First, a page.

HubSpot, a provider of online marketing software to SMEs, raised $125 million in its IPO. After originally declaring that it would be pricing its stock in the $19-$21 range, it ended up selling 5 million shares at $25. HubSpot is trading on the New York Stock Exchange under the HUBS ticker symbol, and had reportedly been working with Morgan Stanley as far back as February to carry out the process. The company’s backers include Google Ventures, Sequoia Capital, Charles River Ventures, and General Catalyst Partners, among others. The cash infusion comes at a critical time for the eight-year old Boston-based company, as it is reportedly operating at a $17.7 million net loss for the year. It is a present reality that has done little to discourage investors. Hubspot shares began trading Thursday at $33 dollars, giving the company a $900 million valuation.
Social Finance, Inc., a peer-to-peer loan platform that will facilitate over $1 billion in student loan refinancing this year, announced that it hopes to raise as much as $250 million in its IPO. More commonly known as SoFi, the company was founded by students at Stanford’s Graduate School of Business in 2011, and has raised over $560 million in debt and venture financing from backers that include Peter Thiel, CT-based hedge fund Discovery Capital Management, and the Chinese Internet company Renren, Inc.. The announcement comes as Lending Club, the market leader in peer-to-peer lending, closes in on its own IPO.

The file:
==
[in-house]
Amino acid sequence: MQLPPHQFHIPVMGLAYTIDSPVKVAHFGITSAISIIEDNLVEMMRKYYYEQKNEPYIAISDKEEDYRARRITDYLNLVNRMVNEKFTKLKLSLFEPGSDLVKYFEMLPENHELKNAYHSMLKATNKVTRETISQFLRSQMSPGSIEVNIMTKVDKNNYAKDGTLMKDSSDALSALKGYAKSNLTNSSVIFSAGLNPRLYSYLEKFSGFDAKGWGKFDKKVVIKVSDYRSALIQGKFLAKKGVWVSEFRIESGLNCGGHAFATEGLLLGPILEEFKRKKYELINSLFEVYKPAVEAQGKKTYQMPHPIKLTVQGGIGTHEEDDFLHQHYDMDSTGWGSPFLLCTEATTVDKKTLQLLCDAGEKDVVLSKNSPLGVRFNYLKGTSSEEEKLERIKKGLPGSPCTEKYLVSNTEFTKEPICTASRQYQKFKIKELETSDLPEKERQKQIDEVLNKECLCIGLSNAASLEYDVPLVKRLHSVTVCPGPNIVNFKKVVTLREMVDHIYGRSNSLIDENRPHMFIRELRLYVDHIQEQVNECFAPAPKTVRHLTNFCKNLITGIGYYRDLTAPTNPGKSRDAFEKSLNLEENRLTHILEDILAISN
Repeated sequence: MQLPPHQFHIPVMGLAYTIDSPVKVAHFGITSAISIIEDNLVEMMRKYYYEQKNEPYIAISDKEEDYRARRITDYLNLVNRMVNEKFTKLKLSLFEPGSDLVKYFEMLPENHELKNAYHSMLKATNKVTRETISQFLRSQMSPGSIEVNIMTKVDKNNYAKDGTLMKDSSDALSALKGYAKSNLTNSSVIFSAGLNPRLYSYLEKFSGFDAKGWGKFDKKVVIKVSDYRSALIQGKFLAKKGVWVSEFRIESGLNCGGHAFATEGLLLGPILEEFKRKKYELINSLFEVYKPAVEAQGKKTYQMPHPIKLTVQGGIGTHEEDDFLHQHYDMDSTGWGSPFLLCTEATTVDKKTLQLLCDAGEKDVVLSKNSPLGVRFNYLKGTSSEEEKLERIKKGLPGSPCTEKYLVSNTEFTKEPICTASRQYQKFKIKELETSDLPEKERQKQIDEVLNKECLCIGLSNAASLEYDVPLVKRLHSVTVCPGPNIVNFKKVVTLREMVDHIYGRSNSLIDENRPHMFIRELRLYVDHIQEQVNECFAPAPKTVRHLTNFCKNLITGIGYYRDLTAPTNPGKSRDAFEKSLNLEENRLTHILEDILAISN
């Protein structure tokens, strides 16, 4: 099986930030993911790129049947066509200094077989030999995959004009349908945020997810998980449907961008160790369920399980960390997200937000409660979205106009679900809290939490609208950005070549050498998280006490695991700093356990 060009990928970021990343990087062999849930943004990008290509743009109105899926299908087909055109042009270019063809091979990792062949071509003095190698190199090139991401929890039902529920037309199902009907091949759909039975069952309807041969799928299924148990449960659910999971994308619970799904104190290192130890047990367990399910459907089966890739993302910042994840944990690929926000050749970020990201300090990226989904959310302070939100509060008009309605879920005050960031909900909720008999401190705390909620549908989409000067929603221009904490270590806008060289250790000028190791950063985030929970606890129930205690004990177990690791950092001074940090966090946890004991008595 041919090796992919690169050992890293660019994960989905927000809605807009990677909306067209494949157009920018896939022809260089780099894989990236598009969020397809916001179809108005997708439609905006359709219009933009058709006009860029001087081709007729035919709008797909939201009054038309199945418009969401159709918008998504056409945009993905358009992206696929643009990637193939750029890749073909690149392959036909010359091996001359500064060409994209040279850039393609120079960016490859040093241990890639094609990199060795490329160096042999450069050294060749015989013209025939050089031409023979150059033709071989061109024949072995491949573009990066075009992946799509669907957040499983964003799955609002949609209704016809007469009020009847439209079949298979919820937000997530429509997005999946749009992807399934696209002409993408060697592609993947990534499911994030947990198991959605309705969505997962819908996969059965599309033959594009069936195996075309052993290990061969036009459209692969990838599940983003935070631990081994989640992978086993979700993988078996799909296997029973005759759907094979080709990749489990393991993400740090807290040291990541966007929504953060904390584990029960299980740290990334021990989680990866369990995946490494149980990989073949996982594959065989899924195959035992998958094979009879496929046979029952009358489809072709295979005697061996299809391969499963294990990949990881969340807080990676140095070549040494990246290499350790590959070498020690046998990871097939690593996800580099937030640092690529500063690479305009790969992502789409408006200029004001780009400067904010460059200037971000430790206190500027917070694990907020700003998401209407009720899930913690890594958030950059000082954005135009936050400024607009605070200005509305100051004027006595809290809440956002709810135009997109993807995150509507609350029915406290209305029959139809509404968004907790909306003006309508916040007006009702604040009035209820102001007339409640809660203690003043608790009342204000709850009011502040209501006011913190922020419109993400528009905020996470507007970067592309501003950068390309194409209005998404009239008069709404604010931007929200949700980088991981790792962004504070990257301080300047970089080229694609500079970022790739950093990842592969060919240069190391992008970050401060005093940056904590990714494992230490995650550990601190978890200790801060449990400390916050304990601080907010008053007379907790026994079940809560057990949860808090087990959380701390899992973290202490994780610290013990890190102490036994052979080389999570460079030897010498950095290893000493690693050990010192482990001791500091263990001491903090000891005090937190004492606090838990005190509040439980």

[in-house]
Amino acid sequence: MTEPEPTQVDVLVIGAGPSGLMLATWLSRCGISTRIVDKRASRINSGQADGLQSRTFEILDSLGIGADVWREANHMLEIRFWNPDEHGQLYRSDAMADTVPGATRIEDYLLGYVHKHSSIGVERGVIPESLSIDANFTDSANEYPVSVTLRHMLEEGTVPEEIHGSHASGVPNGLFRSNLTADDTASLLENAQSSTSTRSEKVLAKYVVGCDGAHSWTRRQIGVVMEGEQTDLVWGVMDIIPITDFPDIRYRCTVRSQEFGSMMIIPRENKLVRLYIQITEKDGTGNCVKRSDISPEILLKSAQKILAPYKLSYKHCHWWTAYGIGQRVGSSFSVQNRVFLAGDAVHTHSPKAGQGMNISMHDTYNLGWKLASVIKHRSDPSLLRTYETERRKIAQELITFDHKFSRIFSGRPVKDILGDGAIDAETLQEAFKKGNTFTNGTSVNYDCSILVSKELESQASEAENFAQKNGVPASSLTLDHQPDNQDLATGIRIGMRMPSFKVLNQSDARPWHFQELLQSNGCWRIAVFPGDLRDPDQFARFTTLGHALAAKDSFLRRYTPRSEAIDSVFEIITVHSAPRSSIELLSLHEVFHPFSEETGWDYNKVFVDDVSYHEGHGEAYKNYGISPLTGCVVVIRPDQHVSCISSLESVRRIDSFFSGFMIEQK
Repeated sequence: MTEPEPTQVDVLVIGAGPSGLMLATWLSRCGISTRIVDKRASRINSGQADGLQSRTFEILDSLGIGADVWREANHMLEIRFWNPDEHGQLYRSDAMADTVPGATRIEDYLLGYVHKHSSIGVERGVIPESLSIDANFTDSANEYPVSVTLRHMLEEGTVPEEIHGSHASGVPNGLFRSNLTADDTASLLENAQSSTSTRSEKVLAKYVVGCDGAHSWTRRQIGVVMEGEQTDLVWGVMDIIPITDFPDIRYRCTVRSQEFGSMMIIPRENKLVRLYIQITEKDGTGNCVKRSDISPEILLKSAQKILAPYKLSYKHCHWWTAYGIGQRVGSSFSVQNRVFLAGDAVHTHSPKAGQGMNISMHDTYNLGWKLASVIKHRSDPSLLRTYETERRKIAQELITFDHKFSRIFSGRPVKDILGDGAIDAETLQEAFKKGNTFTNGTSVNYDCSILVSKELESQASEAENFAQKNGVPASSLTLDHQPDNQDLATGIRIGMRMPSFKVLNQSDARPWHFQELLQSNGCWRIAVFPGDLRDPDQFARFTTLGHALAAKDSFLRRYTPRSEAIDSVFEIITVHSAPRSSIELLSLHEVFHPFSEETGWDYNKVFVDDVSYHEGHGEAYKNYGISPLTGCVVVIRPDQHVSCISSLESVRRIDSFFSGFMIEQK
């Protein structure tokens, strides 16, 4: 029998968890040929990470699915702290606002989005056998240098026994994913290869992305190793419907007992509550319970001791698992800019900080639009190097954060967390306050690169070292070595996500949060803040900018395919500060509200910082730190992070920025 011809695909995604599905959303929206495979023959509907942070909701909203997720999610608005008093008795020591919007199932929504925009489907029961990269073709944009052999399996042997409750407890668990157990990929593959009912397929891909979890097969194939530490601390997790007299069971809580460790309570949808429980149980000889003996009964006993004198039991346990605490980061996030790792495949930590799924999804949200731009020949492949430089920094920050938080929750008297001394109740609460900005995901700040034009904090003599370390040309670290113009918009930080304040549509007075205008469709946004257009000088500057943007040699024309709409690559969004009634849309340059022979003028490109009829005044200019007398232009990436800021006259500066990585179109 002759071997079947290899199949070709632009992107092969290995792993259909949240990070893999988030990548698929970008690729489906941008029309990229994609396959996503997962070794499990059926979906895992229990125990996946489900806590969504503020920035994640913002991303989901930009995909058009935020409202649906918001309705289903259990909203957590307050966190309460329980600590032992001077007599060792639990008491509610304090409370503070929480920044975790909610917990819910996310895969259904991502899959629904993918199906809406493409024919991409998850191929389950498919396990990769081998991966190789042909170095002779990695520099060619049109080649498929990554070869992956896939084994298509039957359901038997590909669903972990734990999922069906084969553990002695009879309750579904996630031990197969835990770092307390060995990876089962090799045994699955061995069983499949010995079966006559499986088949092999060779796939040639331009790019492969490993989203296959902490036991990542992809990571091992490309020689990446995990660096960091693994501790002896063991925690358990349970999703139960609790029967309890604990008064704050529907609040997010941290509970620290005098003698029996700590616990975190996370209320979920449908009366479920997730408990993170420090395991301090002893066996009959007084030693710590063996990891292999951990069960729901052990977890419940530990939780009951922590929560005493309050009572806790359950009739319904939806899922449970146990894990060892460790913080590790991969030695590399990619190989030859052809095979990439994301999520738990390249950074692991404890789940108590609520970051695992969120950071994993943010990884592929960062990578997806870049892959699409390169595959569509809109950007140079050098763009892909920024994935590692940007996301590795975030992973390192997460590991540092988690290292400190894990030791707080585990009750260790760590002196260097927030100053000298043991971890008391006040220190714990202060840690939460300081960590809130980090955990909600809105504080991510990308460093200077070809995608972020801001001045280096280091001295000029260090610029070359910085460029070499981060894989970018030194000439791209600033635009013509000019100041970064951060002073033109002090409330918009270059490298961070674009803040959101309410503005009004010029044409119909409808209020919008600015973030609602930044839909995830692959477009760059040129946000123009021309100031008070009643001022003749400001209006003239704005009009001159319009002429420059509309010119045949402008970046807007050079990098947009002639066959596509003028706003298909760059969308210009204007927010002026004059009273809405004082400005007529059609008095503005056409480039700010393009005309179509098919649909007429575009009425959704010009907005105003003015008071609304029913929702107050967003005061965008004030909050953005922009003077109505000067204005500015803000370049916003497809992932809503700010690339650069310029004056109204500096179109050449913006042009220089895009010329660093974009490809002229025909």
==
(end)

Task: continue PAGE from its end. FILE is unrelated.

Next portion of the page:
The Malaysian online payments company MOL Global Inc. raised $169 million after selling 13.5 million shares at $12.50 apiece. The price was at the low end of its expected range, and the number of shares sold was likewise lower than the the 19.46 million it originally intended to sell. MOL Global, which is trading on the Nasdaq, is the first Malaysian company to make its debut on a major American stock exchange in over ten years.
Boku, a San Francisco-based startup that allows users to make payments through their mobile phones, will merge with its German counterpart Mopay in a deal that will combine the two largest providers of carrier billing companies in the market. Boku had previously bought Qubecell to expand its international presence, where carrier-based payments currently have more traction than they do in the United States. The company has raised $75 million since 2009 from backers like Andreessen Horowitz, Benchmark Capital, and Khosla Ventures, among others.